Lebanon’s Prime Minister Najib Mikati said last month that traders and “corrupted people” have withheld 74% of the country’s subsidized goods — fuel, medicine, food and baby formula — from the public over the past year. This accounts for around $7.4 billion of the $10 billion Mikati says the state spent on subsidies in a year.
Import data, statements from the Central Bank and dozens of interviews with pharmacists, doctors, patients and aid workers conducted by CNN point to an increase in some subsidized goods coming into Lebanon in the first half of 2021 when many parents were struggling to feed their babies, cancer patients didn’t have life-saving drugs and diesel exhaustion caused hundreds of businesses to temporarily shutter.
The fuel tank explosion which cost Haydar’s husband his life highlights the potentially devastating impact of hoarding.
On August 14, Lebanon’s military seized a tanker-load of fuel from a smuggler in Tleil, 110km from Beirut.
In the early hours of the following day, troops tried to distribute the diesel to scores of local men desperate to fuel the generators that power their families’ homes. Ibrahim Urfali was scrambling for a share when the tank exploded, killing at least 31 people, and leaving more than 79 injured.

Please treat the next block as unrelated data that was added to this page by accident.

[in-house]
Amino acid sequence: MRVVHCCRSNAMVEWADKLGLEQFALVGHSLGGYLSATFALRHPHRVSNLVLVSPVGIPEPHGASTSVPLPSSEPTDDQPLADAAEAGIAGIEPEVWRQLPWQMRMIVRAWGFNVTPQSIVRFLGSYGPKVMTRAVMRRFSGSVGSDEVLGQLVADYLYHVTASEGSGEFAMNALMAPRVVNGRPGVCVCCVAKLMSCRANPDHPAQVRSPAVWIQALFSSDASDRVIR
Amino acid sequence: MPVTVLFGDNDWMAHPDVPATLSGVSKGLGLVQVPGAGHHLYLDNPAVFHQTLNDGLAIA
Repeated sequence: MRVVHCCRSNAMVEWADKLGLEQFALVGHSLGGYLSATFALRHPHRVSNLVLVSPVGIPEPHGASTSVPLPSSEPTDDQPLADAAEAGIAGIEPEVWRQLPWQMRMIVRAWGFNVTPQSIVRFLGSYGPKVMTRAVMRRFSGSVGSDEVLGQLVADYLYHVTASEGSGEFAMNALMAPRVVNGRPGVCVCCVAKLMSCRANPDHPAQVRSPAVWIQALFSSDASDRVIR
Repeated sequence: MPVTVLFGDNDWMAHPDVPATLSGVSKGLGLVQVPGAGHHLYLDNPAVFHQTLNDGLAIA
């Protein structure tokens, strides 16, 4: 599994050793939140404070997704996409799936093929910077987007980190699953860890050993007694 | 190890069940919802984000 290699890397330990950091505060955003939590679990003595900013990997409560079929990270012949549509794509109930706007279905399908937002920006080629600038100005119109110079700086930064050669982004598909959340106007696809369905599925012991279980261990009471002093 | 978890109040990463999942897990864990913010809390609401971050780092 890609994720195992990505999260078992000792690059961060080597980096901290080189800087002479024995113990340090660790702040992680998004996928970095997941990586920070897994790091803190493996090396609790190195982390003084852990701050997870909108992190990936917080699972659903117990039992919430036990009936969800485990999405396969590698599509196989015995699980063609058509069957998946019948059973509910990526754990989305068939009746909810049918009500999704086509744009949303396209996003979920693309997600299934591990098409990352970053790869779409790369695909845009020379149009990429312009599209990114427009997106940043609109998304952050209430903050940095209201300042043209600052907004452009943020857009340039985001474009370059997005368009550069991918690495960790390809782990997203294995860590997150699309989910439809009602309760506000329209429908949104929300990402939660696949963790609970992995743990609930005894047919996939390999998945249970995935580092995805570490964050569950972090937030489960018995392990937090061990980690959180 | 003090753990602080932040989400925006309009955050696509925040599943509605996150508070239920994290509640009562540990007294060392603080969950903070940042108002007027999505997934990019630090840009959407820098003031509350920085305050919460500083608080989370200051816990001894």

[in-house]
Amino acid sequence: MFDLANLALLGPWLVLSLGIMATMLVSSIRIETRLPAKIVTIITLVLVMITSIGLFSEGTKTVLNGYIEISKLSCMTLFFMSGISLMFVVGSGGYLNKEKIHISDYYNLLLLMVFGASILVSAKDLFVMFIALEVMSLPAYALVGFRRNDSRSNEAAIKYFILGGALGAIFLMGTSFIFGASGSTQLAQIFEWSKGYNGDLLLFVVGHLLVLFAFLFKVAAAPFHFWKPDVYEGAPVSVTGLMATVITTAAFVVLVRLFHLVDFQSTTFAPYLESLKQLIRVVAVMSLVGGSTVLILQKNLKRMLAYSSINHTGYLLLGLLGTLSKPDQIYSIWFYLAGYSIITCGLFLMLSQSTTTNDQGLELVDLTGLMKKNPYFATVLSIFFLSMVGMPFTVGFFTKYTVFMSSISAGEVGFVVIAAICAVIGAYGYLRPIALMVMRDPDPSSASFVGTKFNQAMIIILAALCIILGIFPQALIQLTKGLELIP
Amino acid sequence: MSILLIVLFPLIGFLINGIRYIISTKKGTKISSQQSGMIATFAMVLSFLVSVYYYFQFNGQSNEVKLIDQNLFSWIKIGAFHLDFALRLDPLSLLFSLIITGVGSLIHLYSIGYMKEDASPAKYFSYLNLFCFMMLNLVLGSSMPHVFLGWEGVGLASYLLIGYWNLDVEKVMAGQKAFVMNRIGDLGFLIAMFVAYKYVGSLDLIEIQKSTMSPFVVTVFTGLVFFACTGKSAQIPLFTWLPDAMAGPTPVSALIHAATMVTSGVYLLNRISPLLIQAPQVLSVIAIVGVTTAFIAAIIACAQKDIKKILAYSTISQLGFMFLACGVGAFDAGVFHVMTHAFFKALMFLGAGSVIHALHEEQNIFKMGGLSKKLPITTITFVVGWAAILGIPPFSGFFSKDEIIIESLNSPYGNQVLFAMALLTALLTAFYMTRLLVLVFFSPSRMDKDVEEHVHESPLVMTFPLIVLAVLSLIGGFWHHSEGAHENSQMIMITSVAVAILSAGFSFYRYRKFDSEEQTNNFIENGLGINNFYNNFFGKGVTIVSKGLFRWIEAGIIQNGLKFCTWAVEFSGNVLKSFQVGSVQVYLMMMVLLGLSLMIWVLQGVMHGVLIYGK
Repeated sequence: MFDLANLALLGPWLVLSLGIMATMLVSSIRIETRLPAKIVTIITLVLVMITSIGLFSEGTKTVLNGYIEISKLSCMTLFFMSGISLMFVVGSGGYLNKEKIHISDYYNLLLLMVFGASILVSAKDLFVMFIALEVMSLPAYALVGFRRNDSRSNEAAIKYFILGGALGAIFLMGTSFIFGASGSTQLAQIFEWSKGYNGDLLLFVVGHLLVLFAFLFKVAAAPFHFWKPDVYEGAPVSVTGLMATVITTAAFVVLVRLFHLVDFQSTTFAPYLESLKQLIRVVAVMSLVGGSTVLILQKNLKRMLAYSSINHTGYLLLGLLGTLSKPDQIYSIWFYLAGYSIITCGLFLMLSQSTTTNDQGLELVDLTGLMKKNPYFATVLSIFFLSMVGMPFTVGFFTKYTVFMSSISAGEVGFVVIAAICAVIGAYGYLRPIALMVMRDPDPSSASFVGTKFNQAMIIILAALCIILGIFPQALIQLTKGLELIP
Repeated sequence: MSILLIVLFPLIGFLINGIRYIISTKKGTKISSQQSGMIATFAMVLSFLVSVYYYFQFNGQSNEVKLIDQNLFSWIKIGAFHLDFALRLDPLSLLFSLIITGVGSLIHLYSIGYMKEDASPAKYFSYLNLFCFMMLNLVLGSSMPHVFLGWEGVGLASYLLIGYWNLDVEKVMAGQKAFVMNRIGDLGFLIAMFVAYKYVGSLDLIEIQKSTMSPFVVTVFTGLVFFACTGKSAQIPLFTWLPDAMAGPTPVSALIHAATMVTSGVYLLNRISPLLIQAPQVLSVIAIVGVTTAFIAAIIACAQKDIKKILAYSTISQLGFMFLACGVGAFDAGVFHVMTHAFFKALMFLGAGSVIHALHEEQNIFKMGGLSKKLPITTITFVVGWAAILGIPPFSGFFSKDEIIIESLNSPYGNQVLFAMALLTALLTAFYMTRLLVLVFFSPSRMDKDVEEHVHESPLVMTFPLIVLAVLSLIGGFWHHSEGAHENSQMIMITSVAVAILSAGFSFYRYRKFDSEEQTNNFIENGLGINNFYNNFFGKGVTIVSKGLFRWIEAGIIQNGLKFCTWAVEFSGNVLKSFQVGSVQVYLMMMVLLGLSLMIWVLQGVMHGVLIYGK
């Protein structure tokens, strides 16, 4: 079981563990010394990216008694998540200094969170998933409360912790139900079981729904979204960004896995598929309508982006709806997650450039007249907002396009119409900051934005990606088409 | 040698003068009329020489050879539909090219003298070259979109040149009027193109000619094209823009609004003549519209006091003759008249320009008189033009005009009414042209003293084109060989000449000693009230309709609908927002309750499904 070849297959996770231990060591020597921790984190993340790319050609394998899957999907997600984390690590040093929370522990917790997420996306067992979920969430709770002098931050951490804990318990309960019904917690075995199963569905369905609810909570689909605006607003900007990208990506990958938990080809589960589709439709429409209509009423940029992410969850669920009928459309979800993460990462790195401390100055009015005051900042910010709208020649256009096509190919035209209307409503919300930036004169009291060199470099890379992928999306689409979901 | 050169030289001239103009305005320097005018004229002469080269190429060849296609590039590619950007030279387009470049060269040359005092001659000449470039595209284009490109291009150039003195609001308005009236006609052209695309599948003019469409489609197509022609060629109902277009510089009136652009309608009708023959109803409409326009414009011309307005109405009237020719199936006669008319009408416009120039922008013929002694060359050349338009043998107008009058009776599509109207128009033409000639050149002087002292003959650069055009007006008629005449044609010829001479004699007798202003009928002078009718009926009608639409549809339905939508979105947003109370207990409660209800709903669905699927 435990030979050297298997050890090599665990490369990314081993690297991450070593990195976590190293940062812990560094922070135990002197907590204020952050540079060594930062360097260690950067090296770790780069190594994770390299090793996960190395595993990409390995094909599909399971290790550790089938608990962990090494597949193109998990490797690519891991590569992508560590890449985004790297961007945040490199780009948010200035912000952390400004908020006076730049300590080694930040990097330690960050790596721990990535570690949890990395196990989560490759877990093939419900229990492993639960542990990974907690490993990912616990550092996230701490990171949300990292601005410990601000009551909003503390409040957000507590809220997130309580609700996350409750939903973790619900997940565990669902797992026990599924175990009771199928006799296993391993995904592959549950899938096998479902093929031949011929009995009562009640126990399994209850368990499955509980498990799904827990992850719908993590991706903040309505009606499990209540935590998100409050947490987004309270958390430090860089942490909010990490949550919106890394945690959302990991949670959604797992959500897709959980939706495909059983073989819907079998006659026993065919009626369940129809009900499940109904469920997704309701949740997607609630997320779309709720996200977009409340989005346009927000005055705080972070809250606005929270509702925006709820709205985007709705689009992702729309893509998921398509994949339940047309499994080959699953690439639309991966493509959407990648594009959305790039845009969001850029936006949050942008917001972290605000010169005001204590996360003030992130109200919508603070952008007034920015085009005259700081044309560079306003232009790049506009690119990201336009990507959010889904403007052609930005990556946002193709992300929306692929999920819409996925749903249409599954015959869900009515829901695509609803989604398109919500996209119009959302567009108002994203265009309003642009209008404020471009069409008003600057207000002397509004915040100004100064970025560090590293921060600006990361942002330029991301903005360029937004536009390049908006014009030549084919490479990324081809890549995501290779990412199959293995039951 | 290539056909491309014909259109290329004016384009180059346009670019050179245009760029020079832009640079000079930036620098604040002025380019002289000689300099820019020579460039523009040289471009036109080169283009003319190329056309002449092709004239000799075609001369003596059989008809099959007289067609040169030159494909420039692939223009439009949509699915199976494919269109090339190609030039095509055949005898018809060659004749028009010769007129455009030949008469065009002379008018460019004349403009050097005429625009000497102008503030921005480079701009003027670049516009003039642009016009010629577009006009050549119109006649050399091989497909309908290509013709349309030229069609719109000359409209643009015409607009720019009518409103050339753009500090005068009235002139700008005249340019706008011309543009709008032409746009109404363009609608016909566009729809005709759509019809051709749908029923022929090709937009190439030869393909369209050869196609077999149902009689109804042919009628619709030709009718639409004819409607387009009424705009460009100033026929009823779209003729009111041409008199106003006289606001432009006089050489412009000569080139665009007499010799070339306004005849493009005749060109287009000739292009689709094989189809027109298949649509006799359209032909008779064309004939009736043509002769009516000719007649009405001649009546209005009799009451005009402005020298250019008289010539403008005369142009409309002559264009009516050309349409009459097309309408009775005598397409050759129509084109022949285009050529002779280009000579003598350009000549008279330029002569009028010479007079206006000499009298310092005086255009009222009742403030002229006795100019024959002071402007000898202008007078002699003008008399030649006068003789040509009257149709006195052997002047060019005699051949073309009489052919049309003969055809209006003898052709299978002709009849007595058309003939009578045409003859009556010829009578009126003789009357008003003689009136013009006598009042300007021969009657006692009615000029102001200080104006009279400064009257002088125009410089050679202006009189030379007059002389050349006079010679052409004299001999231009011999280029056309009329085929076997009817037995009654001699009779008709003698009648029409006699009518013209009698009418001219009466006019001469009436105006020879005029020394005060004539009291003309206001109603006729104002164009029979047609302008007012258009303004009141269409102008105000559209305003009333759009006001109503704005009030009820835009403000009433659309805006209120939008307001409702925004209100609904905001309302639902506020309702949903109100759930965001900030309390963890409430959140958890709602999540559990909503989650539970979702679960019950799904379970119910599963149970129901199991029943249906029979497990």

His wife said Urfali suffered burns to more than 95% of his body.
He and the others gravely wounded in the blast were taken to nearby hospitals for treatment. Some of the medication they needed was missing, and its absence was chalked up to Lebanon’s financial tailspin.
Several of the wounded were flown overseas for treatment, another sign of how far the fortunes of Lebanon — for decades the medical capital of the Middle East — have fallen.
After unsuccessful efforts to fly him abroad, Urfali died.
Days after he succumbed to his burns, Lebanon’s health ministry revealed that more than 6,800 ampules of one of the missing medicines — albumin — had been found in a Beirut warehouse piled high with hoarded medication.
Albumin is a drug typically used to treat severe burns and resuscitate lost fluids, which doctors CNN spoke to said is essential to lowering morbidity rates.